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A Look at the Materials Used to Teach English at the Junior High
Level in the Amazonas State Public Schools
Stephen Mark Silvers
Paulo Renan Gómes da Silva

1. Introduction

This paper will look at the materials used to teach English at the junior high level (fifth to eighth grades) in the Amazonas State public schools. To date, experimental materials based on Total Physical Response—TPR (Asher, 2000) have been produced for the fifth, sixth, and seventh grades, and are being used in the public schools throughout the state. Materials for the eighth grade are being developed and will be ready for the year 2003.

In 2000, the first level was introduced in the public schools. Since the methodology was new to the students and to most of the teachers as well, it was decided to have a gradual implementation of the materials and the method. Thus, for the first year all four grades (fifth to eighth) used the same set of instructional materials. Each subsequent year one new level has been introduced. This year (2002) the fifth grade uses Book 1; the sixth grade, Book 2; and both the seventh and the eight grades, Book 3. Next year, with the introduction of Book 4, there will be different materials for each grade. From the outset it is necessary to point out that these materials are being developed in two stages. The first stage has concentrated on the development of the exercises that use TPR, and will be completed at the end of this year when the materials for the eighth grade have been finished. The next stage will be the development of exercises and activities such as short readings, guessing games, information gap activities, opinion gap activities, simple dialogue-like exchanges, poems, songs, language games, etc.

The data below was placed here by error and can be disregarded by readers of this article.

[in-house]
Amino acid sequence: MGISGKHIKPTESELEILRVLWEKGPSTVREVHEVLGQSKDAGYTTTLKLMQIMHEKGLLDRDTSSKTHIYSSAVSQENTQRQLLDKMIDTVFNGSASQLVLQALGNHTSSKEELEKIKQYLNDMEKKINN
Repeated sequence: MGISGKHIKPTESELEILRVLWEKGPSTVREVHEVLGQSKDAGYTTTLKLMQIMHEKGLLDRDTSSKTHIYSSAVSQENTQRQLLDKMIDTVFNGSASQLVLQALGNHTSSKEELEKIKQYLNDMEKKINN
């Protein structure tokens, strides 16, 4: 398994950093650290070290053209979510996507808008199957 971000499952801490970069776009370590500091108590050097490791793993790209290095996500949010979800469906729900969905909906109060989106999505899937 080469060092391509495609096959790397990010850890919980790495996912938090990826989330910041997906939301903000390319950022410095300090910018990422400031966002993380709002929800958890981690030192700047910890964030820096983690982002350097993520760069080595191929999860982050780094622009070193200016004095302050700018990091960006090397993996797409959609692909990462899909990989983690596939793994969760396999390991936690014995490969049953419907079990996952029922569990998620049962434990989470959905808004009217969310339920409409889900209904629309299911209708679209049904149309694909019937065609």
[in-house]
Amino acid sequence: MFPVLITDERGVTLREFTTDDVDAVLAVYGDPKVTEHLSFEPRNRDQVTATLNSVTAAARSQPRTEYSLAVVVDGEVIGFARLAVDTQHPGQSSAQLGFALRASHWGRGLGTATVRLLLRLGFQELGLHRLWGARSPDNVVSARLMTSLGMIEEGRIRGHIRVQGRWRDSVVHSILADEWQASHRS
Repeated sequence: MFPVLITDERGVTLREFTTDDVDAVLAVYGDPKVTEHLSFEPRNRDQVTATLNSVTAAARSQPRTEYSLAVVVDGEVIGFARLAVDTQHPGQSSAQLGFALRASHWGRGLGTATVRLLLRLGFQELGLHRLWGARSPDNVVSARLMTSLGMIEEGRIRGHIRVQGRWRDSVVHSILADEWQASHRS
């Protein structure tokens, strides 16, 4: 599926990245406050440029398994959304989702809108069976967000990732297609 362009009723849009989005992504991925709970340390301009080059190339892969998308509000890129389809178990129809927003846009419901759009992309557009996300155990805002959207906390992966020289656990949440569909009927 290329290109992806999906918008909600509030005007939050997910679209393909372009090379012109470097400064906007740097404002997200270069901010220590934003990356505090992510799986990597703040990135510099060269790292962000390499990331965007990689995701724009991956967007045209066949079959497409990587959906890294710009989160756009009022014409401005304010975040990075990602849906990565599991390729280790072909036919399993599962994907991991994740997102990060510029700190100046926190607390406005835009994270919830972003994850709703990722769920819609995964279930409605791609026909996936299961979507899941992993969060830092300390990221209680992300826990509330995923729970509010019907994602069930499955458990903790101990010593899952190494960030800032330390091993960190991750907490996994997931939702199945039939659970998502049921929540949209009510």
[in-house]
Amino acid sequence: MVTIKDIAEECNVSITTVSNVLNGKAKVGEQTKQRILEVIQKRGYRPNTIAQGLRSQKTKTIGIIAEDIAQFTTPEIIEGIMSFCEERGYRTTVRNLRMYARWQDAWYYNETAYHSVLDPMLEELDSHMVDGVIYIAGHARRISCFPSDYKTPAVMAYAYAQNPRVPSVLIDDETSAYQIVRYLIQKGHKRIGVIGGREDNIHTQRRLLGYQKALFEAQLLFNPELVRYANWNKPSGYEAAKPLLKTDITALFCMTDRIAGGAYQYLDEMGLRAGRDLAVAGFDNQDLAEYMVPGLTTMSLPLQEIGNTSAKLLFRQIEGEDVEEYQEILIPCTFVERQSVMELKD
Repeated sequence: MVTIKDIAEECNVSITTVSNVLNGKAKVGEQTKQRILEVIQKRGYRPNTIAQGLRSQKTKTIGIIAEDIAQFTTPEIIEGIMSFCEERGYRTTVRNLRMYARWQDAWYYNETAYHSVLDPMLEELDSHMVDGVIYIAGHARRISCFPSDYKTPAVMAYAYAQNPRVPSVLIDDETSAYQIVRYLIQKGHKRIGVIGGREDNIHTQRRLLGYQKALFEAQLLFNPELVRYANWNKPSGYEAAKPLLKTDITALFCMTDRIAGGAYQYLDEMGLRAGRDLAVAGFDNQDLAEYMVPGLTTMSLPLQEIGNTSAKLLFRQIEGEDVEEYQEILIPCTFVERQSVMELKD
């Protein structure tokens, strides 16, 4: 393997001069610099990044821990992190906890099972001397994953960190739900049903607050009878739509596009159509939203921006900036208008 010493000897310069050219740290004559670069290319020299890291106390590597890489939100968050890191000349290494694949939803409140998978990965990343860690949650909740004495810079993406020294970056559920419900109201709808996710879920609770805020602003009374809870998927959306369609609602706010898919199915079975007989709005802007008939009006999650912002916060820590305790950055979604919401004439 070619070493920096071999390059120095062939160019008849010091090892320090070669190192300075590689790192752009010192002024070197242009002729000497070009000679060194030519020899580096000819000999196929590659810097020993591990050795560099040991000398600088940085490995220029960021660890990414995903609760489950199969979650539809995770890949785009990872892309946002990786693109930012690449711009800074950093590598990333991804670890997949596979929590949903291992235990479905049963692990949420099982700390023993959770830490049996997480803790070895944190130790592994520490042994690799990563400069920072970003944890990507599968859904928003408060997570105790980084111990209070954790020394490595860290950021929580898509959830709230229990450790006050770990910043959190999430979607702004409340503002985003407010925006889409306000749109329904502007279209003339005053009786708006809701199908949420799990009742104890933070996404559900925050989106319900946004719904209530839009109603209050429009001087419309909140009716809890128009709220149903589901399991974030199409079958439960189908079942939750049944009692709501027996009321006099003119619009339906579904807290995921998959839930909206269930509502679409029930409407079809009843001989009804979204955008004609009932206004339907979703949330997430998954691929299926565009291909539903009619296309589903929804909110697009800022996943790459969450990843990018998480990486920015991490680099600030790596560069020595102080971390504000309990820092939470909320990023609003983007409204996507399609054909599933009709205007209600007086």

2. Overview of the Materials

Each book consists of 14 double-page lessons. The left-hand page is always a Point and Touch exercise, while the right hand page has various types of TPR exercises, as well as some simple writing exercises. The books also include a brief explanation in Portuguese on how to use the materials, four short review lessons, a list of the grammar items, a list of topics and a word list with the Portuguese equivalents. The materials also include a teacher’s guide, a set of wall posters, an audio tape and a set of colored cardboard figures to be used in some of the TPR exercises.